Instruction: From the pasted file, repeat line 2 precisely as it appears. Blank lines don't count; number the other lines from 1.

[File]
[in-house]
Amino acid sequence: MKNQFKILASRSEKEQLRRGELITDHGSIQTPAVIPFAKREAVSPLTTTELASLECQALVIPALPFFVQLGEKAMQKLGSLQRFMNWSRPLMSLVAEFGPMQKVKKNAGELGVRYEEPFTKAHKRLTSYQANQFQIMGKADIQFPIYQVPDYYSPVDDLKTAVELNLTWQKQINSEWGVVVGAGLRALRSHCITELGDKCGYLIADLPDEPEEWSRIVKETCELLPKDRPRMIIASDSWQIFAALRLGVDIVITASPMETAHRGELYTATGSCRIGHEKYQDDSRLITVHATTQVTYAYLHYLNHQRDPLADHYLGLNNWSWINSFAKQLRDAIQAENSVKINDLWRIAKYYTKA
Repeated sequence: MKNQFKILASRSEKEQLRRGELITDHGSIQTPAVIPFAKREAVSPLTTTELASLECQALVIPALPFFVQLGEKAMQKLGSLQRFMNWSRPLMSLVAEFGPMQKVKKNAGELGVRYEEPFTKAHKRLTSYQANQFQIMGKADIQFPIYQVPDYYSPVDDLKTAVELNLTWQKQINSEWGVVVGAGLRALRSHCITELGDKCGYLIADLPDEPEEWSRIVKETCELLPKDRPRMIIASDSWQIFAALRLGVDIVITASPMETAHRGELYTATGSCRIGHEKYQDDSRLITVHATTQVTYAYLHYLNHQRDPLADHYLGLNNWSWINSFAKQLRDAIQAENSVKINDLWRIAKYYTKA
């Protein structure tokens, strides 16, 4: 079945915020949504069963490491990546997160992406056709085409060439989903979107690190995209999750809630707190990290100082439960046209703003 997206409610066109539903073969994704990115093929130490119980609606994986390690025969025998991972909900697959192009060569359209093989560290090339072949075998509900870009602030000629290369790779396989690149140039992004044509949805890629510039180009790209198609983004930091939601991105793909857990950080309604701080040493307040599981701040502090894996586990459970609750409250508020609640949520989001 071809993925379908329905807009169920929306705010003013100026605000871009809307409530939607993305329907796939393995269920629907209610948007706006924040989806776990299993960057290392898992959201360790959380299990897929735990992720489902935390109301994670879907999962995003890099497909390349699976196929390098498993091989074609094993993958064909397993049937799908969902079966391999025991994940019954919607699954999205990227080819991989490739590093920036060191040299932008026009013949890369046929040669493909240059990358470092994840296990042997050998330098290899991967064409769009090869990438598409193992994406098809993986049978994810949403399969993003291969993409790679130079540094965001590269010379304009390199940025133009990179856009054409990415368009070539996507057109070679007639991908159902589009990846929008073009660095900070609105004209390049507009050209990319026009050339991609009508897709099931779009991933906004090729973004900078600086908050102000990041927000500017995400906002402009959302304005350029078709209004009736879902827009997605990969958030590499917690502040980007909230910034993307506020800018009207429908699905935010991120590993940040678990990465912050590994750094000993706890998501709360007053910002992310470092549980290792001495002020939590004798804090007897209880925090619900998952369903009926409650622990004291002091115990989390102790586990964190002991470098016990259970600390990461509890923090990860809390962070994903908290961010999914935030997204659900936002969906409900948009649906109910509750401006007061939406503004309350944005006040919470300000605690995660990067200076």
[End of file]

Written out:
Amino acid sequence: MKNQFKILASRSEKEQLRRGELITDHGSIQTPAVIPFAKREAVSPLTTTELASLECQALVIPALPFFVQLGEKAMQKLGSLQRFMNWSRPLMSLVAEFGPMQKVKKNAGELGVRYEEPFTKAHKRLTSYQANQFQIMGKADIQFPIYQVPDYYSPVDDLKTAVELNLTWQKQINSEWGVVVGAGLRALRSHCITELGDKCGYLIADLPDEPEEWSRIVKETCELLPKDRPRMIIASDSWQIFAALRLGVDIVITASPMETAHRGELYTATGSCRIGHEKYQDDSRLITVHATTQVTYAYLHYLNHQRDPLADHYLGLNNWSWINSFAKQLRDAIQAENSVKINDLWRIAKYYTKA